Shall I find comfort, travel-sore and weak?
Of labour you shall find the sum.
Will there be beds for me and all who seek?
Yea, beds for all who come.1 [Note: Christina G. Rossetti, Poetical Works, 339.]
The Old Paths
Aitken (W. H. M. H.), Mission Sermons, iii. 163.
Cremer (F. D.), The Swing of the Pendulum, 1.
Denny (C.), The Validity of Christian Experience, 1.
Fox (W. J.), Collected Works, iii. 317.
Gibbon (J. M.), in Sermons by Welshmen in English Pulpits, 147.
Gibson (E. C. S.), The Old Testament and Its Messages, 238.
Gray (W. H.), Old Creeds and New Beliefs, 1.
Greenhough (J. G.), Half-Hours in God’s Older Picture Gallery, 202.
Gutch (C.), Sermons, 18.
Horne (C. S.), in Sermons and Addresses, 24.
Matheson (G.), Rests by the River, 205.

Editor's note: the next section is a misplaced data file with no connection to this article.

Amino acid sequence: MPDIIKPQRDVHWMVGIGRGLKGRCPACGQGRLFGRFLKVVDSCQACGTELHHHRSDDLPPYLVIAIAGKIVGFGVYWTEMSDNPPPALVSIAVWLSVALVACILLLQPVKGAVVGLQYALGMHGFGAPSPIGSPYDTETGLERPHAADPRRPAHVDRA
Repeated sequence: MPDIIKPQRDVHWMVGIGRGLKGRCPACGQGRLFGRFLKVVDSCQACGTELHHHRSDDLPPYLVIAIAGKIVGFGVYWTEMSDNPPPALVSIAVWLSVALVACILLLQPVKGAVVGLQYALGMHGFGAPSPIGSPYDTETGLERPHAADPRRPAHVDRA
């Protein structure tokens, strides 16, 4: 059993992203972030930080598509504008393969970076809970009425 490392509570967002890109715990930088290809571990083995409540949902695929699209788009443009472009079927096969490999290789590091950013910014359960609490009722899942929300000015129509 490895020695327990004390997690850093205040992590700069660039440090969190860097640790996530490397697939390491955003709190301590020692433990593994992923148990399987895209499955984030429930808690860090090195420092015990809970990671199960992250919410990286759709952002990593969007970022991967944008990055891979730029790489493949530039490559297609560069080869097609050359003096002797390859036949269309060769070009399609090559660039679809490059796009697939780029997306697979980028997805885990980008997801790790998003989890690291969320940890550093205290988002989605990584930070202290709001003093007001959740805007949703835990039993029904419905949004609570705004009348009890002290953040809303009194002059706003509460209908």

Montefiore (C. G.), in Jewish Addresses, 149.
Ryle (J. C.), The Upper Room, 72.
Sandford (C. W.), Words of Counsel, 38.
Schulman (S.), in Sermons by American Rabbis, 36.
Shelford (L. E.), By Way of Remembrance, 143.
Spurgeon (C. H.), Metropolitan Tabernacle Pulpit, xlvii. (1901), No. 2748.
Steffe (T.), Sermons on Several Subjects, 88.
Christian Age, xxv. 148 (T. de W. Talmage); xxxiii. 34 (D. F. Lancing).
Christian World Pulpit, vii. 170 (H. W. Beecher); xxxii. 257 (C. H. Spurgeon); lxxvii. 7 (R. Borland); lxxx. 409 (H. W. Slader).
Church Pulpit Year Book, 1904, p. 13.
Homiletic Review, lv. 294 (T. Spurgeon).